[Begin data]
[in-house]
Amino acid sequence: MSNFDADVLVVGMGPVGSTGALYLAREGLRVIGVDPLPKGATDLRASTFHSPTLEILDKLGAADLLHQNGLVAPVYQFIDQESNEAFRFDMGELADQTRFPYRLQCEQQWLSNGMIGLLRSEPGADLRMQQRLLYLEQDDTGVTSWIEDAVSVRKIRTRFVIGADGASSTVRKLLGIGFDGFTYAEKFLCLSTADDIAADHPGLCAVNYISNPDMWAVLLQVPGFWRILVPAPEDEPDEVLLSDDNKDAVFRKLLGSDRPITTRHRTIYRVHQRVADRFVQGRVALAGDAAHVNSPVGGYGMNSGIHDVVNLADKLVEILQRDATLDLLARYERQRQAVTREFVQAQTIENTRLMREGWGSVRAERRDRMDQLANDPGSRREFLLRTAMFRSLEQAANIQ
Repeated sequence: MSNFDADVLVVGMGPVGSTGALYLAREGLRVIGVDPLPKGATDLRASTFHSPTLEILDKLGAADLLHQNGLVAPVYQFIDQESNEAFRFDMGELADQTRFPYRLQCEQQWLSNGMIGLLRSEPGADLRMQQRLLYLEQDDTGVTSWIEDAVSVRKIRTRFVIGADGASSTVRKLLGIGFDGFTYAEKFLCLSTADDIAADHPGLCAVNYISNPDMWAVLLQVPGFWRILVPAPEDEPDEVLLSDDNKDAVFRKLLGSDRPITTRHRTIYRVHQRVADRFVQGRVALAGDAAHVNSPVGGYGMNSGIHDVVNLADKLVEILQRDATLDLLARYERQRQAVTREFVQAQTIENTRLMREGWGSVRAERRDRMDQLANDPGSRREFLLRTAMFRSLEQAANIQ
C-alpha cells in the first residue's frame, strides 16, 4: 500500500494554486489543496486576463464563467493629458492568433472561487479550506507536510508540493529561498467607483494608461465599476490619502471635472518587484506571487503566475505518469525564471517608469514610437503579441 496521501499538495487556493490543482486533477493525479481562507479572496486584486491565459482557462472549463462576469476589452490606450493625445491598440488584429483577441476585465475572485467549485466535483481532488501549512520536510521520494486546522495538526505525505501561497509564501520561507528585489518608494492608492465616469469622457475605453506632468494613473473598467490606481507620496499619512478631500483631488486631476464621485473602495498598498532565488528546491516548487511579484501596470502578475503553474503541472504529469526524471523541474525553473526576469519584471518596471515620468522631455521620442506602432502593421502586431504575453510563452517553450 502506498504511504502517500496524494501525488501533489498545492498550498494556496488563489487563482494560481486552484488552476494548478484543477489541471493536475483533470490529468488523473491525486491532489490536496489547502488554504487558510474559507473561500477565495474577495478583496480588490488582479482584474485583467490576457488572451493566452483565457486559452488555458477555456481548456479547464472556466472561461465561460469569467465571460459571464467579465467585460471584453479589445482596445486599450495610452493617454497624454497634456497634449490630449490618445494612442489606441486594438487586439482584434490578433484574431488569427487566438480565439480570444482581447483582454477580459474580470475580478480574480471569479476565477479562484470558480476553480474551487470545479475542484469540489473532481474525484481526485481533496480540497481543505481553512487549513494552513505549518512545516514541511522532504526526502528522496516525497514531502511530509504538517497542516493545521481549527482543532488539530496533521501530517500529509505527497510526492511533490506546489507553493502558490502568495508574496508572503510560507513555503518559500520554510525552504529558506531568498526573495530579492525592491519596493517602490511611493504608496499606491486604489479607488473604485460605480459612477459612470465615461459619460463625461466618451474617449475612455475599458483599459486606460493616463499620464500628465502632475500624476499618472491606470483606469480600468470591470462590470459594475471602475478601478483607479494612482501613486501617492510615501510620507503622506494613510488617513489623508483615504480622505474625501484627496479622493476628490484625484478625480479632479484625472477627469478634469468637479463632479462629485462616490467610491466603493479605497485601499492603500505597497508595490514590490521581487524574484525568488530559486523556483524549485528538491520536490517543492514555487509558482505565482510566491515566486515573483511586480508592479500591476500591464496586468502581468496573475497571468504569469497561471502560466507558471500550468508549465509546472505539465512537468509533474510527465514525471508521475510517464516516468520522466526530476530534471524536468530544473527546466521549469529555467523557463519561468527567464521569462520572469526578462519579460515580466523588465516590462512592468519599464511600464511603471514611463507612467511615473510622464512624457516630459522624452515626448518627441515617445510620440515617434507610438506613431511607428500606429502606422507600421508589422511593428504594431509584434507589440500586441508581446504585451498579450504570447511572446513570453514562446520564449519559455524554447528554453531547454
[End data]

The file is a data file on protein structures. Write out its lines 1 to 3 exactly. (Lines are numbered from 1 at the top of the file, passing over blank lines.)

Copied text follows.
[in-house]
Amino acid sequence: MSNFDADVLVVGMGPVGSTGALYLAREGLRVIGVDPLPKGATDLRASTFHSPTLEILDKLGAADLLHQNGLVAPVYQFIDQESNEAFRFDMGELADQTRFPYRLQCEQQWLSNGMIGLLRSEPGADLRMQQRLLYLEQDDTGVTSWIEDAVSVRKIRTRFVIGADGASSTVRKLLGIGFDGFTYAEKFLCLSTADDIAADHPGLCAVNYISNPDMWAVLLQVPGFWRILVPAPEDEPDEVLLSDDNKDAVFRKLLGSDRPITTRHRTIYRVHQRVADRFVQGRVALAGDAAHVNSPVGGYGMNSGIHDVVNLADKLVEILQRDATLDLLARYERQRQAVTREFVQAQTIENTRLMREGWGSVRAERRDRMDQLANDPGSRREFLLRTAMFRSLEQAANIQ
Repeated sequence: MSNFDADVLVVGMGPVGSTGALYLAREGLRVIGVDPLPKGATDLRASTFHSPTLEILDKLGAADLLHQNGLVAPVYQFIDQESNEAFRFDMGELADQTRFPYRLQCEQQWLSNGMIGLLRSEPGADLRMQQRLLYLEQDDTGVTSWIEDAVSVRKIRTRFVIGADGASSTVRKLLGIGFDGFTYAEKFLCLSTADDIAADHPGLCAVNYISNPDMWAVLLQVPGFWRILVPAPEDEPDEVLLSDDNKDAVFRKLLGSDRPITTRHRTIYRVHQRVADRFVQGRVALAGDAAHVNSPVGGYGMNSGIHDVVNLADKLVEILQRDATLDLLARYERQRQAVTREFVQAQTIENTRLMREGWGSVRAERRDRMDQLANDPGSRREFLLRTAMFRSLEQAANIQ